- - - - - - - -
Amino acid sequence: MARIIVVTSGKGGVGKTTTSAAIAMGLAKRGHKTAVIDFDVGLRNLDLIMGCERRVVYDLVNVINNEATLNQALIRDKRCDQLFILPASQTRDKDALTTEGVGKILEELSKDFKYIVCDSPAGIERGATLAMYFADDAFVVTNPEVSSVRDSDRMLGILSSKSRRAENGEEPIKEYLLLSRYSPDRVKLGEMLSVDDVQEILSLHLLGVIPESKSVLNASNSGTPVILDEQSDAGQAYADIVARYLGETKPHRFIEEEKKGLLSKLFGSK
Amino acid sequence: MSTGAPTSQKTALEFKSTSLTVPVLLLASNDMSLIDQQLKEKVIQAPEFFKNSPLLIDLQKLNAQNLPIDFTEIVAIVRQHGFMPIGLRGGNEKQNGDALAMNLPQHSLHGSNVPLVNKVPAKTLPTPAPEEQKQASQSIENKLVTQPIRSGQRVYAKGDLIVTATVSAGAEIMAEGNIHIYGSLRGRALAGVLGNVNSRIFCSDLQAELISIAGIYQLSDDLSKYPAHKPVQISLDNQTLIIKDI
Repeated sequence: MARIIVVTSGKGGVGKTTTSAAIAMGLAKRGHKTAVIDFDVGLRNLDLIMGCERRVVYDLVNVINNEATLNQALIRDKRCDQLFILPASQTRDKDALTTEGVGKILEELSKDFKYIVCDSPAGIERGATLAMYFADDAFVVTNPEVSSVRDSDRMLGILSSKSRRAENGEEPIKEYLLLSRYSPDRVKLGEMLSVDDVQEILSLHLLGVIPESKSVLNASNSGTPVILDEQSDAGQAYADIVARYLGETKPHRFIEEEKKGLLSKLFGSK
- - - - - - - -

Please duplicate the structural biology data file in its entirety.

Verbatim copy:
Amino acid sequence: MARIIVVTSGKGGVGKTTTSAAIAMGLAKRGHKTAVIDFDVGLRNLDLIMGCERRVVYDLVNVINNEATLNQALIRDKRCDQLFILPASQTRDKDALTTEGVGKILEELSKDFKYIVCDSPAGIERGATLAMYFADDAFVVTNPEVSSVRDSDRMLGILSSKSRRAENGEEPIKEYLLLSRYSPDRVKLGEMLSVDDVQEILSLHLLGVIPESKSVLNASNSGTPVILDEQSDAGQAYADIVARYLGETKPHRFIEEEKKGLLSKLFGSK
Amino acid sequence: MSTGAPTSQKTALEFKSTSLTVPVLLLASNDMSLIDQQLKEKVIQAPEFFKNSPLLIDLQKLNAQNLPIDFTEIVAIVRQHGFMPIGLRGGNEKQNGDALAMNLPQHSLHGSNVPLVNKVPAKTLPTPAPEEQKQASQSIENKLVTQPIRSGQRVYAKGDLIVTATVSAGAEIMAEGNIHIYGSLRGRALAGVLGNVNSRIFCSDLQAELISIAGIYQLSDDLSKYPAHKPVQISLDNQTLIIKDI
Repeated sequence: MARIIVVTSGKGGVGKTTTSAAIAMGLAKRGHKTAVIDFDVGLRNLDLIMGCERRVVYDLVNVINNEATLNQALIRDKRCDQLFILPASQTRDKDALTTEGVGKILEELSKDFKYIVCDSPAGIERGATLAMYFADDAFVVTNPEVSSVRDSDRMLGILSSKSRRAENGEEPIKEYLLLSRYSPDRVKLGEMLSVDDVQEILSLHLLGVIPESKSVLNASNSGTPVILDEQSDAGQAYADIVARYLGETKPHRFIEEEKKGLLSKLFGSK